A month was given to opt-out of these settings then; you can check if you’ve opted out using the Request account info function in Settings.
The new statement acts as nothing but a clarification of the exact parameters being shared with its parent company, which now enlist:
- Profile name and picture
- IP address
- Battery Level
- Signal Strength
- Browser and App version
- Identifiers that are unique to Facebook company products.
- Internet Service Provider and connection information.
- Device operations information that is unique to Facebook company products.
Every messaging application seats a set of characteristic features that can be later built upon. The scope of any feature varies by the application. Whatsapp, Signal, and Telegram share some among them.
However, there are defining points within these features that improve an app’s functioning and benefit the user.
A table at the section’s end illustrates the mentioned similarities and contrasts present these applications’ features.
WhatsApp, Signal, and Telegram all allow sharing media, files, contact and location details. The differentiating point lies in the size limit for sending over these files; which goes as follows:
- WhatsApp: 16MB for media, 100MB for documents and files.
- Signal: Images are capped at 8MB, other media and documents have a 100MB size limit.
- Telegram: The size limit for any file is 2GB.
Voice and Video Calls
Whatsapp and Signal are laced with fully functional voice and video calling features. Telegram’s voice and video calling services are still in beta-testing, with an expected roll-out soon. Users can voice or video call up to 5 people using Signal.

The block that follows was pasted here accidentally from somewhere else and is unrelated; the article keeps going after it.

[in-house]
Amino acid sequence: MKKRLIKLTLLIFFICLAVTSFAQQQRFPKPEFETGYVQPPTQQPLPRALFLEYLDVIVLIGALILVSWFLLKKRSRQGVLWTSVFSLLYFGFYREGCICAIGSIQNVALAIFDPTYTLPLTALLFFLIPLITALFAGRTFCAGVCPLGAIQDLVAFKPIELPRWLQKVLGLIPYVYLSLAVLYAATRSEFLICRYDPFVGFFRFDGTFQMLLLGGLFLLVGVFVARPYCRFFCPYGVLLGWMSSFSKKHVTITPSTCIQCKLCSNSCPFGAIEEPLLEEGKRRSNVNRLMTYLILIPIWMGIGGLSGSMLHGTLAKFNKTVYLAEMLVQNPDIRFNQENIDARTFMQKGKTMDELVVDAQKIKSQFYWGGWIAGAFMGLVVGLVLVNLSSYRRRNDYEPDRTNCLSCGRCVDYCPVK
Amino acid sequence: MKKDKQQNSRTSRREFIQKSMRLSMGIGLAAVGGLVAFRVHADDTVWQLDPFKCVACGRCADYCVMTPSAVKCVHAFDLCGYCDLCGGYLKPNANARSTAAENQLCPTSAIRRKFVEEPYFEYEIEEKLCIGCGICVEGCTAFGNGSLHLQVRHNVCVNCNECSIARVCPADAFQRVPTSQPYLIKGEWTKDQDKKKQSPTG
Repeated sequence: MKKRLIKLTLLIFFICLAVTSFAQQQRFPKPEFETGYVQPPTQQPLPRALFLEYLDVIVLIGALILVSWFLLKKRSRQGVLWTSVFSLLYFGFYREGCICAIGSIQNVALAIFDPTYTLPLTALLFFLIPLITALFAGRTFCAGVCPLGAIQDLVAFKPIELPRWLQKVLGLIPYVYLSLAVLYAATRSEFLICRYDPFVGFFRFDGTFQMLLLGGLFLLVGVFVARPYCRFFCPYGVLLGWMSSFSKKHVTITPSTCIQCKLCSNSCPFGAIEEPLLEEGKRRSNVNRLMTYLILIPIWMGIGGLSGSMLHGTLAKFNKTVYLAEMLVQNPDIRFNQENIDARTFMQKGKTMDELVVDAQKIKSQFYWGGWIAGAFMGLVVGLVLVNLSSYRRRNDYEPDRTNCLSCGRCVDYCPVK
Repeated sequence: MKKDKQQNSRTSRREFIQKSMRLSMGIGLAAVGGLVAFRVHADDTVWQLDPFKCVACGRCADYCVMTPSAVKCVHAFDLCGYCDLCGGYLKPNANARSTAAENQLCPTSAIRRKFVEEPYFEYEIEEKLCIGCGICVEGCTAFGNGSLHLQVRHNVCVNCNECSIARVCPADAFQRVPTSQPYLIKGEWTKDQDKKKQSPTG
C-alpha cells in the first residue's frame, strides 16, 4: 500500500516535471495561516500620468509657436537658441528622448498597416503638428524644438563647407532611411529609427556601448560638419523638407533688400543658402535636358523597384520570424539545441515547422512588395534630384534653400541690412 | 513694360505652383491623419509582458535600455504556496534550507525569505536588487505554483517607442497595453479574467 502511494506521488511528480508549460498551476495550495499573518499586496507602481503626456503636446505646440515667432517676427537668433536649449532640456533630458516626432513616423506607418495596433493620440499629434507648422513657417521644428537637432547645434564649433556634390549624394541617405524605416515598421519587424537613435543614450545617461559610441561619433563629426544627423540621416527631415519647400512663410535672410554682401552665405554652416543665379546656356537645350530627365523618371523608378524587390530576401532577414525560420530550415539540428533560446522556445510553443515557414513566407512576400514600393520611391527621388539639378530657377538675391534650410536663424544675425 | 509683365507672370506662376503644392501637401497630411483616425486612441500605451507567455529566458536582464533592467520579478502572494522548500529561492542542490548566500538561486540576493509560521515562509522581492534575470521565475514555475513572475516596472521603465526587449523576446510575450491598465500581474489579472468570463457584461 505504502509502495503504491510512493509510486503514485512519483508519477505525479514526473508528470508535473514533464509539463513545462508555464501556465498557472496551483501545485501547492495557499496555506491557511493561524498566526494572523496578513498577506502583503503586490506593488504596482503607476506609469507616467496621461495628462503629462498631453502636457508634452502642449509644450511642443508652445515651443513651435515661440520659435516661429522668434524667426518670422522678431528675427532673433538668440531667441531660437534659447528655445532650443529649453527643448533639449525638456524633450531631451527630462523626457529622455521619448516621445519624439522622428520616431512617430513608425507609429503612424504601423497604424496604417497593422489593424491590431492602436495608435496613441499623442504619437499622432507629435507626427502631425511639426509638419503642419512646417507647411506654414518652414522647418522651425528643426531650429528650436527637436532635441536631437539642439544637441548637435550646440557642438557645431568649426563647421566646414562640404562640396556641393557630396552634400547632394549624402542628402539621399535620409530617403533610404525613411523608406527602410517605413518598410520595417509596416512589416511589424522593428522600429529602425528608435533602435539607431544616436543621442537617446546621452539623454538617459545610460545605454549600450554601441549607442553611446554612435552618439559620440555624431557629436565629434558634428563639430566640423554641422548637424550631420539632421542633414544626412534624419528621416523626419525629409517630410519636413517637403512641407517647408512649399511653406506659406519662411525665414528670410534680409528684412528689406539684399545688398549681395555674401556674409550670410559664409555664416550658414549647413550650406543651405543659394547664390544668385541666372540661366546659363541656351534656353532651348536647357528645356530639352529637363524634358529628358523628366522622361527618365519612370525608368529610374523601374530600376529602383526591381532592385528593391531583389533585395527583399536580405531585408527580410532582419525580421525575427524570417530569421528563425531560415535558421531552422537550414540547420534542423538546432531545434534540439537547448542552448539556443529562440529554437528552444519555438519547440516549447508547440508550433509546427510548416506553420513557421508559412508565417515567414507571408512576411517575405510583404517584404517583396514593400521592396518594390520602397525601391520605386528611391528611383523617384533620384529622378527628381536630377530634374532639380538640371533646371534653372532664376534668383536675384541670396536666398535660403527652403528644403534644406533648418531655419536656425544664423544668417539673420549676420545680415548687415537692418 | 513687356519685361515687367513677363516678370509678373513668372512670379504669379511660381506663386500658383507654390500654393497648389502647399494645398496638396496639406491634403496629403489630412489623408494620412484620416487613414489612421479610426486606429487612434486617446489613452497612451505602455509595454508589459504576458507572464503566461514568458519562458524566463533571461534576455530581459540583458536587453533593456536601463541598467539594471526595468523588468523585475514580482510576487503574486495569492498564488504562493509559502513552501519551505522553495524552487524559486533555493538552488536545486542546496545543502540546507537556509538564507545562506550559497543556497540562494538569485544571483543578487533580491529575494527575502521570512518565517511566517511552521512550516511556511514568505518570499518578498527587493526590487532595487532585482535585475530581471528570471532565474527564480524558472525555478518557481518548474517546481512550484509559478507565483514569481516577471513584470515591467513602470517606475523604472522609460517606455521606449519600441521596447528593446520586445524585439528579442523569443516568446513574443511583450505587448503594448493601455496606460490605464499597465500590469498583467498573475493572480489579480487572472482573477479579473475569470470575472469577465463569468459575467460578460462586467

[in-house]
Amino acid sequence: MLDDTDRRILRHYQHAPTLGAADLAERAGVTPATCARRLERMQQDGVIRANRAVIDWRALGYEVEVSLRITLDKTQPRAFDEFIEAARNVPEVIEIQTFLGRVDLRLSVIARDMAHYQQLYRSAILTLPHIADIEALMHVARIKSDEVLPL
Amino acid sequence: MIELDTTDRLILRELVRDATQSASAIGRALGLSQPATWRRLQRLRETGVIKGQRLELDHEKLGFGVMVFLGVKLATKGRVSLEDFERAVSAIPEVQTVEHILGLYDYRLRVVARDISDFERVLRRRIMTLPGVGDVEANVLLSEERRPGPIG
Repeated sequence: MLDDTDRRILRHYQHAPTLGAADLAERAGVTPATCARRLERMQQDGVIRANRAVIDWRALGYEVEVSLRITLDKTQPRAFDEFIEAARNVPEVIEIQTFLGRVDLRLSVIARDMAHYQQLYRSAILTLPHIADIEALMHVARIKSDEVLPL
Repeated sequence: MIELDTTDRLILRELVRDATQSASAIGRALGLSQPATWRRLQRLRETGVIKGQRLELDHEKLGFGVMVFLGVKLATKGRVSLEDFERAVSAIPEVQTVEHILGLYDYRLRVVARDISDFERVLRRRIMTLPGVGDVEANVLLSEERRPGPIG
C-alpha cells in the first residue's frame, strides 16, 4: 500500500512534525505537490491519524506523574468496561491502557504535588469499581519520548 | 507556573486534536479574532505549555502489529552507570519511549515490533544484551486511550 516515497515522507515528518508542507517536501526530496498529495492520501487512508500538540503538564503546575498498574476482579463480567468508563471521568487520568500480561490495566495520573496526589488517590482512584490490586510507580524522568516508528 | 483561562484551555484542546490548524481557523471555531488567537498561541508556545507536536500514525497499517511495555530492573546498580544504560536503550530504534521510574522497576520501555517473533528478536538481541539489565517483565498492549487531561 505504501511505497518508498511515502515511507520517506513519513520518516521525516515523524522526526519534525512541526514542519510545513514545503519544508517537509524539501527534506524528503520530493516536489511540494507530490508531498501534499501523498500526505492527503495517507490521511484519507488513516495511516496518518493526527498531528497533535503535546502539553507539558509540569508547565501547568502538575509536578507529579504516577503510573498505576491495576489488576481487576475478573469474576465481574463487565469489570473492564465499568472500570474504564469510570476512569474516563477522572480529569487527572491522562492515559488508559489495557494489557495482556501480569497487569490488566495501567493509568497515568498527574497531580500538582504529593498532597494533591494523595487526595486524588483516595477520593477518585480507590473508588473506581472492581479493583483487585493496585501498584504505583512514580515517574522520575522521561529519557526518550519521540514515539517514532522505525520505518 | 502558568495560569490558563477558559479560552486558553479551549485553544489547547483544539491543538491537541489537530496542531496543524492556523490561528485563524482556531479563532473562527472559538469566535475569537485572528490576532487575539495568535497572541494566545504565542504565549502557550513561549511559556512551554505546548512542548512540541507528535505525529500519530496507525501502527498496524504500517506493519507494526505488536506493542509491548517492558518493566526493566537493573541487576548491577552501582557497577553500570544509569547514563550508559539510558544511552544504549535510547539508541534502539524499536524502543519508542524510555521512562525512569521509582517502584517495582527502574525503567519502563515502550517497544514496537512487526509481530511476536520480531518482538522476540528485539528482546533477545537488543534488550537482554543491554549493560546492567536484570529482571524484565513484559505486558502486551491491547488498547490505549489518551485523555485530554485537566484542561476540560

Group chats remain an unalienated feature across all 3 applications. They each provide support for group chats in the following fashion.
- WhatsApp: Support for up to 256 participants.
- Signal: Chat groups of up to 1000 participants.
- Telegram: Supports up to 200,000 participants.
Telegram has a separate channels feature from where a single-host chat room can be organised.
Disappearing messages can be used to send sensitive information using all three apps. Messages can be made to disappear on Signal from anywhere between 5 seconds to seven days.
Whatsapp and Telegram can be accessed through a browser, unlike Signal, which has a dedicated client. Whatsapp requires your phone to be connected to the internet if you want browser access.
The Signal desktop client is independent of the phone app. However, it’ll only work when linked with Signal on your phone.
Whatsapp and Signal support smartphone backups. Signal, however, does not provide cloud back-up akin to Whatsapp. Telegram, on the other hand, uses cloud storage instead of back-up.
Windows and macOS applications
Dedicated applications of all the applications exist on Windows. Whatsapp does not have an application on the macOS platform.
|Sharing files and media||✓||✓||✓|
|Sharing location details and contacts||✓||✓||✓|
|Voice and video calls||✓||✓||beta|
|Group Chats||Up to 256 participants||Up to 1000 participants||Up to 200,000 participants|
|Bots and Broadcast Channels||✓||✓|
|Browser access||Only with phone connected to the internet.||✓|
|macOS and Windows applications||Windows application only||✓||✓|
|Cloud backup||Free on iCloud or Google Drive|
Also read: How to install and use Signal on a desktop?